The End of the Corinthian

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Victoria Pendleton makes her Pointing debut at Black Forest Lodge in November 2015, with Betfair branding on display.

One of the stories doing the rounds last week concerned Cheltenham’s decision to require amateur Festival riders to hold a category B permit. To obtain this permit a jockey must have completed 15 rides under rules, a majority being over obstacles or 20 in point-to-point, or a combination of the two. The change will bring amateur jockeys in line with those who negotiate the Grand National fences at Aintree.

Inevitably the angle taken by the press was that  this would have ruled out Victoria Pendleton  from having competed in the 2016 Foxhunters’ Chase.

The sometimes insular culture of jump racing  appeared generally to embrace Pendleton, perhaps valuing the positive publicity she brought to the sport, although tempered with some wise words regarding safety.

I had mixed views. There is no doubt she is an incredibly gifted and dedicated sportswoman. It was also obvious she has a passion for horses and started at grass roots level- I witnessed her debut at Black Forrest point-to-point on a cold November Sunday. As  wonderful a setting as it is , somewhat unusually occupied by press on that day who probably struggled to find the venue, it can’t be described as being at the glamour end of the market. However, I can’t help but feel that there were some who have been reared in the world of horses from Pony Clubs through to points and Rules, who might with some justification, have been a little resentful. Whilst such jockeys do this, because it is in their DNA, they would not have had the facilities, investment or rides so readily available to Pendleton. Nor would they have the publicity or financial  reward for their years of relentless hard and dangerous work.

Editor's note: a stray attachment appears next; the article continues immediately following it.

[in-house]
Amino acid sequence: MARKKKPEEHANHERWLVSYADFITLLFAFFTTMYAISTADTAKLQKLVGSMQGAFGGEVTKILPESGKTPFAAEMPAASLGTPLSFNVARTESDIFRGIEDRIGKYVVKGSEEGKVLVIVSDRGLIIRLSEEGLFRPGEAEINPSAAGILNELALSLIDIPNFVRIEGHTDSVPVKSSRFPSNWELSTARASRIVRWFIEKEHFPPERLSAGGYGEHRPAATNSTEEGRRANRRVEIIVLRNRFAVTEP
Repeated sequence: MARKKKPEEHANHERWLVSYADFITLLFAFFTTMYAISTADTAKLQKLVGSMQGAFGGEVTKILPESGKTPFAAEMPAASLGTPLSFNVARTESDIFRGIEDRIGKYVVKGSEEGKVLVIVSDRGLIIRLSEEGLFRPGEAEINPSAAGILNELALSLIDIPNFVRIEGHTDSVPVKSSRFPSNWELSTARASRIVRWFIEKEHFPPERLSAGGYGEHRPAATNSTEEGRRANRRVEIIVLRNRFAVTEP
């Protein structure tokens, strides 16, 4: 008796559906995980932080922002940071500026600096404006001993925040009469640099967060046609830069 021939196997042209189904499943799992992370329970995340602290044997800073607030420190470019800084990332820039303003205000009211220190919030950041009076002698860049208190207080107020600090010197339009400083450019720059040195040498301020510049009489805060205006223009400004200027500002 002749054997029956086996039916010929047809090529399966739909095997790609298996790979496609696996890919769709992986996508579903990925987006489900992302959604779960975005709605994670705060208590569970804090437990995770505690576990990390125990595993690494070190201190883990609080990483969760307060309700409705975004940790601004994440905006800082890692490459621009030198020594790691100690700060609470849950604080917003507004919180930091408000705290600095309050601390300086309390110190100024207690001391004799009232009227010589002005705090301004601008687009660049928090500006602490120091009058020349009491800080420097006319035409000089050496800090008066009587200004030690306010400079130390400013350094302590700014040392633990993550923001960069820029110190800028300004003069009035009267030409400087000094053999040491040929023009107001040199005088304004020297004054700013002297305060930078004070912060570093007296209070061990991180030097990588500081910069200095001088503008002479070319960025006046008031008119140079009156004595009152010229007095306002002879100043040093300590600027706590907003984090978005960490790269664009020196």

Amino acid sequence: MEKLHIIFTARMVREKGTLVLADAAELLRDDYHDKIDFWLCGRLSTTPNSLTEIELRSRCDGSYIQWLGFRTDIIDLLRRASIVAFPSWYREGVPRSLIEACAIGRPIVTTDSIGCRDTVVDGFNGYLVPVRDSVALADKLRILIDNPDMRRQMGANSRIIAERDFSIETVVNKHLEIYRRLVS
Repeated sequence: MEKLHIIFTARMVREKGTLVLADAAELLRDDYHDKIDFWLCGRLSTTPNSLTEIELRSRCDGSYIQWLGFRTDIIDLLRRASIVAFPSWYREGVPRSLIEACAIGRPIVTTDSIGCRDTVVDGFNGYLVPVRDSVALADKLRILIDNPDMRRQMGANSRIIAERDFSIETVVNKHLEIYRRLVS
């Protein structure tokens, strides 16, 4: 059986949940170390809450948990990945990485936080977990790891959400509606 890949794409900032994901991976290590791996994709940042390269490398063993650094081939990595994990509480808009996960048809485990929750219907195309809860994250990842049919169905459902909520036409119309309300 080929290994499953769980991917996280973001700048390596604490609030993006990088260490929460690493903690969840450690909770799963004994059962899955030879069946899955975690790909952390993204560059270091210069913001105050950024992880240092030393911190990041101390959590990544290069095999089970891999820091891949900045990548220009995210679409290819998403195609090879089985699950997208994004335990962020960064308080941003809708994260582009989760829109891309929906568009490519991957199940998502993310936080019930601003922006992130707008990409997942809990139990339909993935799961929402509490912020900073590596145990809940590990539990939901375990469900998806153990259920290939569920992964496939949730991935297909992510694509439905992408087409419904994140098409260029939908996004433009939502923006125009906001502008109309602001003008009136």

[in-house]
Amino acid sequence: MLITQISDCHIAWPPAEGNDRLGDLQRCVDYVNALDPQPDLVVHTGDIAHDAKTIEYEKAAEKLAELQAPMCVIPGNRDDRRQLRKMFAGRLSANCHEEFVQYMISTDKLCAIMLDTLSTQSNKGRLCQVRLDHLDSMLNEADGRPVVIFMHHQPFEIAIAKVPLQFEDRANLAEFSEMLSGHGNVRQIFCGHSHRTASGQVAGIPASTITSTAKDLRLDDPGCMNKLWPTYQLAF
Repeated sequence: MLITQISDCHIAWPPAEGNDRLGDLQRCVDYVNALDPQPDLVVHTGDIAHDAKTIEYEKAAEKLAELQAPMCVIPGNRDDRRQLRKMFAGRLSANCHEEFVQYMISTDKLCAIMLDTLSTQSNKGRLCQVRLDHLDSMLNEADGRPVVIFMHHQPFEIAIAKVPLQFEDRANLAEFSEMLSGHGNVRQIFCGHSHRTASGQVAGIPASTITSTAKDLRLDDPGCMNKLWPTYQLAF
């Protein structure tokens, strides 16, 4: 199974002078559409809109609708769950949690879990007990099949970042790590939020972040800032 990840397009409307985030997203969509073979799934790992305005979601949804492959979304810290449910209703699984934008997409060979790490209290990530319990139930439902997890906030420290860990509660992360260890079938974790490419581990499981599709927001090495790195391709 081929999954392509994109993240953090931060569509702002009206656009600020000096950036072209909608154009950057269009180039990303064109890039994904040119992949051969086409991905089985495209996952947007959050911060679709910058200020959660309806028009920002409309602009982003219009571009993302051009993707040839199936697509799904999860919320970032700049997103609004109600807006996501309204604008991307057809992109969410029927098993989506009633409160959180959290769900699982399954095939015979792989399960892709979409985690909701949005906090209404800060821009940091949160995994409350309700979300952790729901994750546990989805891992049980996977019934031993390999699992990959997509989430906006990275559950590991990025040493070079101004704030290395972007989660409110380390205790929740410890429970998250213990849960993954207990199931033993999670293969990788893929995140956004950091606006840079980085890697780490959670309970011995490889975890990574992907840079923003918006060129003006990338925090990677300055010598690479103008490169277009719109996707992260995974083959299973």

Lawney Hill who mentored  Pendelton and has not opposed the rule change, told the Racing Post that while “We have to move with the times.. we will lose the true Corinthians”. I would struggle to put Pendleton in this bracket. It was rumoured she was paid at least  £200,000 by Betfair for a year’s work and doubtless received substantial sums for associated media work and from advertising.

For me this story was not about Victoria Pendleton. Her entry into the sport was a one off and Befair have moved on, now trying to reinvent Rio Ferdinand as a boxer. The consequences are most likely to be felt by those who are experienced riders, but devote most of their time to training. Callum Miller who rode in this year’s  Foxhunters’ and is employed as a pupil-assistant  in a point-to-point yard, said that to get the licence would mean having to take five days off work and “I’ve been riding all my life…Victoria Pendleton was completely different. She’d been riding for only a year”.

It is hard not to feel some sympathy with Miller’s position, but the move has largely been viewed as inevitable and necessary.  I tend to agree.

 

 

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